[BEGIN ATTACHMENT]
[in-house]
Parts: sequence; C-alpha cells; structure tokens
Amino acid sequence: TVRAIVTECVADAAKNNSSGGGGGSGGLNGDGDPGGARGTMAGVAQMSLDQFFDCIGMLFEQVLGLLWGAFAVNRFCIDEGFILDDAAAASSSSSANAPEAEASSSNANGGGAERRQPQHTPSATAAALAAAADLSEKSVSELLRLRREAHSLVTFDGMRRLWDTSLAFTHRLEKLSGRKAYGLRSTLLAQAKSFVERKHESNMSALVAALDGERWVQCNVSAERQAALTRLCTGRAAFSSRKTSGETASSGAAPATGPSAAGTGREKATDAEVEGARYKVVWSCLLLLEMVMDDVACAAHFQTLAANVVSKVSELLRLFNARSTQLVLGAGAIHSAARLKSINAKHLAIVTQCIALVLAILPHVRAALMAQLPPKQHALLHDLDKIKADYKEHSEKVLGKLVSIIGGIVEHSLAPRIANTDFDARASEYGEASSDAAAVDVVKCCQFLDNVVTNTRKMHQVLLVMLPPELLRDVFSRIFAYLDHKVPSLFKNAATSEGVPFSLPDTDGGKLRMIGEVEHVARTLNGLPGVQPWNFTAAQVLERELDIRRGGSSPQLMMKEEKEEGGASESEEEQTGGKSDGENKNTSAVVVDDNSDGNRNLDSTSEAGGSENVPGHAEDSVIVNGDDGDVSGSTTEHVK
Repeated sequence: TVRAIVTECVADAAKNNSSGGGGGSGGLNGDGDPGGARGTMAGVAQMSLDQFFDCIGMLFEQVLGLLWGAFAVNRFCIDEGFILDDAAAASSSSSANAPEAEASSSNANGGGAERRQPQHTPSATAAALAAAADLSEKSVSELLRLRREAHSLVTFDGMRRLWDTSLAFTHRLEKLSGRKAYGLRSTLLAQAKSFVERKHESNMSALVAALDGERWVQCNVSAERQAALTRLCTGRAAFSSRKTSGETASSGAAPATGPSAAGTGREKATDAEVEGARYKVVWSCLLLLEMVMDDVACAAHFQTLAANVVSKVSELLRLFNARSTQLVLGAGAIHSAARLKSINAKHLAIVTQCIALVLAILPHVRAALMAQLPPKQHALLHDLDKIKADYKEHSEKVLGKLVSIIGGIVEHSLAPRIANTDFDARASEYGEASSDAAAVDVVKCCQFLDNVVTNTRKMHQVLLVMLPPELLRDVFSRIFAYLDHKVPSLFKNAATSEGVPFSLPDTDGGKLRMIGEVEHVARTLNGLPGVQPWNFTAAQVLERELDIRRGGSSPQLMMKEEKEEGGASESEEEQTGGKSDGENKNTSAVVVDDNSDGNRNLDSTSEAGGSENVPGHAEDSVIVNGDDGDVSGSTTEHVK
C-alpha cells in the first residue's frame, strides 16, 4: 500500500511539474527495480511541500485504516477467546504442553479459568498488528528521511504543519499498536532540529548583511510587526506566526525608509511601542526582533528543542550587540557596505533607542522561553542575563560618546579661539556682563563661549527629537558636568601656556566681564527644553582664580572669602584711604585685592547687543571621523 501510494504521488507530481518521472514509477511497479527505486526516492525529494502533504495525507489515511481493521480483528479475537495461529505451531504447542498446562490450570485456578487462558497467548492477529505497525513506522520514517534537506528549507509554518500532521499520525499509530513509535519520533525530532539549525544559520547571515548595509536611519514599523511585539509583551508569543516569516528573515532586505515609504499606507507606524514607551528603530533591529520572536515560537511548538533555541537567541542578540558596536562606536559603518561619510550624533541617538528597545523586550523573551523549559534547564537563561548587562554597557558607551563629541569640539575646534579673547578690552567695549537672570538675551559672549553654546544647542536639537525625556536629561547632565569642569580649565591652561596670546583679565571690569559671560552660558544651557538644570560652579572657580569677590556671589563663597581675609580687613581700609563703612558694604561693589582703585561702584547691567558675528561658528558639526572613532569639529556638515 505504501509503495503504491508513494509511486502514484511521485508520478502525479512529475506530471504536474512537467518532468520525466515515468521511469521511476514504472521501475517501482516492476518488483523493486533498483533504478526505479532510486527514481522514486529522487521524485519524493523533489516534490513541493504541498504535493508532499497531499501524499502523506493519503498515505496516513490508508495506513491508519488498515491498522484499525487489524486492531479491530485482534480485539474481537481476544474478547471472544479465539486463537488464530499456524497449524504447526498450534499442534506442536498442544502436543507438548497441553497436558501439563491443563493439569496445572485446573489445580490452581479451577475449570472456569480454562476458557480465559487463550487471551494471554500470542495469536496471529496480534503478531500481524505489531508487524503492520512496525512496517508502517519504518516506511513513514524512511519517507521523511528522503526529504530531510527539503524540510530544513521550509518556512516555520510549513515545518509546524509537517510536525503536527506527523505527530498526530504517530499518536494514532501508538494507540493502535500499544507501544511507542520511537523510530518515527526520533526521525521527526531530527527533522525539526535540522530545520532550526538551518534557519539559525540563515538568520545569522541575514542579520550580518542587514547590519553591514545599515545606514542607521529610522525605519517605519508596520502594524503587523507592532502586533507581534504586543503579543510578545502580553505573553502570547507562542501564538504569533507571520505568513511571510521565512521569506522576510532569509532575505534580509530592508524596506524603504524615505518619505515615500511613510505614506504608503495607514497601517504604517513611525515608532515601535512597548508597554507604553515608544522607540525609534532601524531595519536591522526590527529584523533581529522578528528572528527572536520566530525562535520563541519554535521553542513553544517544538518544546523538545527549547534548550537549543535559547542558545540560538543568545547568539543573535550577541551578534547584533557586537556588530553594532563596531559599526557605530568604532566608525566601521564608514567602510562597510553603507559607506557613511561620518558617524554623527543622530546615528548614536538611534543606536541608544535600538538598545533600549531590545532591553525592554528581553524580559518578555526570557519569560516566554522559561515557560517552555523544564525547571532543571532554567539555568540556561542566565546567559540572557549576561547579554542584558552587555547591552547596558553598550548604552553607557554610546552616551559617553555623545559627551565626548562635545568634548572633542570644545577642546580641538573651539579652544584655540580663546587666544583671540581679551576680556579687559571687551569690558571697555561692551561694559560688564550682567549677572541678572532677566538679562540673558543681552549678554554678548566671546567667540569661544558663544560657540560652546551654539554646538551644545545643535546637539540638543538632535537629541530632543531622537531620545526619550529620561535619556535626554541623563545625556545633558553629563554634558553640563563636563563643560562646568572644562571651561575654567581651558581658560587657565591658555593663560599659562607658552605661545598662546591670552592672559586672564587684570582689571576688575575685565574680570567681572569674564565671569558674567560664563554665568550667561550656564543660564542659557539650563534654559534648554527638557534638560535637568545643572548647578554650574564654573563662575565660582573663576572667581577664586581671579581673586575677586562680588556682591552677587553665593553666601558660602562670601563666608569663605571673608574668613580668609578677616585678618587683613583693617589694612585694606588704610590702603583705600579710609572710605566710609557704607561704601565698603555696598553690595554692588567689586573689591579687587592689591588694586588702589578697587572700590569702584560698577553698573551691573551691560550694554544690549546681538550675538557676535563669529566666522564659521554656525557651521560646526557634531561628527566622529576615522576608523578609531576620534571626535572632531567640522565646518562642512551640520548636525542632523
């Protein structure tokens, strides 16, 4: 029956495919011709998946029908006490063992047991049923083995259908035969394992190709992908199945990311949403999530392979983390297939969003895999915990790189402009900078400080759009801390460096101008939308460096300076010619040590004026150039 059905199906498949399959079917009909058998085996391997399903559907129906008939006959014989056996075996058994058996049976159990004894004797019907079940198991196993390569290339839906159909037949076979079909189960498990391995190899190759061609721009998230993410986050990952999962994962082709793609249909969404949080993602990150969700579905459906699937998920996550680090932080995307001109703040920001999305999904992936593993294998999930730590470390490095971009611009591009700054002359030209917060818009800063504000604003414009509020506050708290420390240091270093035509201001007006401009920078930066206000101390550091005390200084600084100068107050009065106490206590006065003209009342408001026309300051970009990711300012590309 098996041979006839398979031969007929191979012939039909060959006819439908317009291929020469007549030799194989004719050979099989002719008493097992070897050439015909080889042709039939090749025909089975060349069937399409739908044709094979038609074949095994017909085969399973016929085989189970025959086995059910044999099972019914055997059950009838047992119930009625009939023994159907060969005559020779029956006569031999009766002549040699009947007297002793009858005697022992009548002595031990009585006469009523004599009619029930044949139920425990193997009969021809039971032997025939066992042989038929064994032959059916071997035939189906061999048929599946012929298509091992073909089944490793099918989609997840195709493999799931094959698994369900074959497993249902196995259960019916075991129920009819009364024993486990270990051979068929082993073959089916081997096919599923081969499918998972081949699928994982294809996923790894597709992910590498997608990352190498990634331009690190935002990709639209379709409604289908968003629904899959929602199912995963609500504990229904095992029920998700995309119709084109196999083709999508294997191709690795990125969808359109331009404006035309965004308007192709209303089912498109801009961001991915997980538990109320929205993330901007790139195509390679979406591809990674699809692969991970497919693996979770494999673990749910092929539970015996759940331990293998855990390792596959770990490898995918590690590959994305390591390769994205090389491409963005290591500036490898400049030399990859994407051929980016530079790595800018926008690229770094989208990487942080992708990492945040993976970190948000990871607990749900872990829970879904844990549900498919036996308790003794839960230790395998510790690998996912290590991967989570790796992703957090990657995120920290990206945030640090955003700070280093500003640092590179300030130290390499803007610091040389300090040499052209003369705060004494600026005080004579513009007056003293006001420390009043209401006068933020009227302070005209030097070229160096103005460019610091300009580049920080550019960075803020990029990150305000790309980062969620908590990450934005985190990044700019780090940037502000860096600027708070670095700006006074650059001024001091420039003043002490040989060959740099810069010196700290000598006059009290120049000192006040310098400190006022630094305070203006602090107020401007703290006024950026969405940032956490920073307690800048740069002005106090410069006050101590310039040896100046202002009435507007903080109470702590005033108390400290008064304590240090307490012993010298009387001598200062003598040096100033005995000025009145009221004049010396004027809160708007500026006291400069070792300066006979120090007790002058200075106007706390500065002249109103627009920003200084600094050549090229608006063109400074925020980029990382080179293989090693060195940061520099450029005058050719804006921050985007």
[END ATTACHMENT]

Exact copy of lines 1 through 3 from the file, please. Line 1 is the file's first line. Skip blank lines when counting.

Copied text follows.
[in-house]
Parts: sequence; C-alpha cells; structure tokens
Amino acid sequence: TVRAIVTECVADAAKNNSSGGGGGSGGLNGDGDPGGARGTMAGVAQMSLDQFFDCIGMLFEQVLGLLWGAFAVNRFCIDEGFILDDAAAASSSSSANAPEAEASSSNANGGGAERRQPQHTPSATAAALAAAADLSEKSVSELLRLRREAHSLVTFDGMRRLWDTSLAFTHRLEKLSGRKAYGLRSTLLAQAKSFVERKHESNMSALVAALDGERWVQCNVSAERQAALTRLCTGRAAFSSRKTSGETASSGAAPATGPSAAGTGREKATDAEVEGARYKVVWSCLLLLEMVMDDVACAAHFQTLAANVVSKVSELLRLFNARSTQLVLGAGAIHSAARLKSINAKHLAIVTQCIALVLAILPHVRAALMAQLPPKQHALLHDLDKIKADYKEHSEKVLGKLVSIIGGIVEHSLAPRIANTDFDARASEYGEASSDAAAVDVVKCCQFLDNVVTNTRKMHQVLLVMLPPELLRDVFSRIFAYLDHKVPSLFKNAATSEGVPFSLPDTDGGKLRMIGEVEHVARTLNGLPGVQPWNFTAAQVLERELDIRRGGSSPQLMMKEEKEEGGASESEEEQTGGKSDGENKNTSAVVVDDNSDGNRNLDSTSEAGGSENVPGHAEDSVIVNGDDGDVSGSTTEHVK